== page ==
As an example, here’s pseudo code for adding two values stored in addresses 0 and 1, writing the 4-bit result to address 2 and the carry bit to address 3. A and Y are registers, [Y] denotes a reference to the data at address Y:

        Y  =  0
        A  = [Y]
        Y  =  1
        A += [Y]
        goto overflow     ; only taken if addition overflowed
no_overflow:
        Y  =  2
       [Y] =  A
        A  =  0
        goto store_carry  ; alway taken
overflow:
        Y  = 2
       [Y] = A
        A  = 1
store_carry:
        Y  = 3
       [Y] = A

It’s possible to remove this duplication by using some of the remaining six registers, but without any direct way to load data into any register other than A, it’s more effort (and code) that it’s worth.

Here’s another video showing the input process for a much shorter program. You can see how the binary LEDs update to show the current program address as the opcodes are entered. There’s a light show at the end as a payoff, so stick with it! (Or just skip to 1:05)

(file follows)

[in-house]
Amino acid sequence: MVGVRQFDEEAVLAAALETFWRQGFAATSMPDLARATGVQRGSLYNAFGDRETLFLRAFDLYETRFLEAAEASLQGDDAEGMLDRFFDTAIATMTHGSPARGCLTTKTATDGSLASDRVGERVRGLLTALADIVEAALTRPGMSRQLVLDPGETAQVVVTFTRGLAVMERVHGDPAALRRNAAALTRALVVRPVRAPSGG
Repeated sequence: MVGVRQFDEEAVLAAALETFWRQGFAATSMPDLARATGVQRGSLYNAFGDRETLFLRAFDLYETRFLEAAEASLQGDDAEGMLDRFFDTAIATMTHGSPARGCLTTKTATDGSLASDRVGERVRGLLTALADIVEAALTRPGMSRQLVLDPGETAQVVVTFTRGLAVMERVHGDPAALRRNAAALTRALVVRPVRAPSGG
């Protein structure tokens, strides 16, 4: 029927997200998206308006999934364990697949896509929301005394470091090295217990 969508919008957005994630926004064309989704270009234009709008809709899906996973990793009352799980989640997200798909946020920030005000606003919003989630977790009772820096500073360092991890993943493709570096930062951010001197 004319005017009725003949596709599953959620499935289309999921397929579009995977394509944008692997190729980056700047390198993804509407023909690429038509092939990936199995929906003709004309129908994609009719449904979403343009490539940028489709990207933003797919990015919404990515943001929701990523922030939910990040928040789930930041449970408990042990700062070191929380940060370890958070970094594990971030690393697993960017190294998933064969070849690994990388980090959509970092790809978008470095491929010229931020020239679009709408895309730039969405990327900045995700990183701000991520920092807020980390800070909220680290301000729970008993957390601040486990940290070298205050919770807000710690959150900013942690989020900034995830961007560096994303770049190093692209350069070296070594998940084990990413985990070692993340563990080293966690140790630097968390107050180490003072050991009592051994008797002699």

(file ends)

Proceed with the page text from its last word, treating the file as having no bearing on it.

And here’s the source code:

-------  00   TIA  8  ; Register A stores the delay between each update.
------*  01   <0>  0  ; Register Y stores the current LED position.
-----*-  02   TIY  A  ; Start scrolling left.
-----**  03   <0>  0
----*--  04   CAL  E
----*-*  05  TIMR  C
----**-  06   CAL  E
----***  07  RSTR  2
---*---  08   AIY  B
---*--*  09   <3>  3
---*-*-  0A    AM  4  ; Redundant operation whose purpose is to make sure the status flag is set to 1
---*-**  0B   CAL  E  ; otherwise, this call won't get executed.
---**--  0C  SETR  1
---**-*  0D   AIY  B
---***-  0E   <E>  E
---****  0F   CIY  D
--*----  10   <4>  4
--*---*  11  JUMP  F  ; Continue scrolling left.
--*--*-  12   <0>  0
--*--**  13   <4>  4
--*-*--  14   TIY  A  ; Start scrolling right.
--*-*-*  15   <6>  6
--*-**-  16   CAL  E
--*-***  17  TIMR  C
--**---  18   CAL  E
--**--*  19  RSTR  2
--**-*-  1A   AIY  B
--**-**  1B   <D>  D
--***--  1C    AM  4  ; Redundant operation whose purpose is to make sure the status flag is set to 1
--***-*  1D   CAL  E  ; otherwise, this call call won't get executed.
--****-  1E  SETR  1
--*****  1F   AIY  B
-*-----  20   <2>  2
-*----*  21   CIY  D
-*---*-  22   <2>  2
-*---**  23  JUMP  F  ; Continue scrolling right.
-*--*--  24   <1>  1
-*--*-*  25   <6>  6
-*--**-  26  JUMP  F  ; Start scrolling left again.
-*--***  27   <0>  0
-*-*---  28   <2>  2

That’s about all I’ve done with the GMC-4 so far. It’s not much, but it’s been a lot of fun programming a bit closer to the metal for a change.